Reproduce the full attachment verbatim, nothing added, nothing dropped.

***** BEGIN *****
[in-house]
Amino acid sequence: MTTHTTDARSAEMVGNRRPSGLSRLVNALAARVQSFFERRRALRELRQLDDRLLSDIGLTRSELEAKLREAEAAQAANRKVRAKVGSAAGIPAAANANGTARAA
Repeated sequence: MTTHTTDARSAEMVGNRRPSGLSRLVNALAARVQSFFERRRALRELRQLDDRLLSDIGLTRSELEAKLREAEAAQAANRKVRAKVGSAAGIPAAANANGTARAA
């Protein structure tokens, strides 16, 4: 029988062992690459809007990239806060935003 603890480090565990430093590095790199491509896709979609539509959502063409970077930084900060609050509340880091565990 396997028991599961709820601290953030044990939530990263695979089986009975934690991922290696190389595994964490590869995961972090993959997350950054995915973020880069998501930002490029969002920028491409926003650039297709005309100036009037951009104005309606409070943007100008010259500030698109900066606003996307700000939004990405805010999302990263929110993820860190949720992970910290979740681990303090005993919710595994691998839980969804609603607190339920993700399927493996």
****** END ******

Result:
[in-house]
Amino acid sequence: MTTHTTDARSAEMVGNRRPSGLSRLVNALAARVQSFFERRRALRELRQLDDRLLSDIGLTRSELEAKLREAEAAQAANRKVRAKVGSAAGIPAAANANGTARAA
Repeated sequence: MTTHTTDARSAEMVGNRRPSGLSRLVNALAARVQSFFERRRALRELRQLDDRLLSDIGLTRSELEAKLREAEAAQAANRKVRAKVGSAAGIPAAANANGTARAA
């Protein structure tokens, strides 16, 4: 029988062992690459809007990239806060935003 603890480090565990430093590095790199491509896709979609539509959502063409970077930084900060609050509340880091565990 396997028991599961709820601290953030044990939530990263695979089986009975934690991922290696190389595994964490590869995961972090993959997350950054995915973020880069998501930002490029969002920028491409926003650039297709005309100036009037951009104005309606409070943007100008010259500030698109900066606003996307700000939004990405805010999302990263929110993820860190949720992970910290979740681990303090005993919710595994691998839980969804609603607190339920993700399927493996």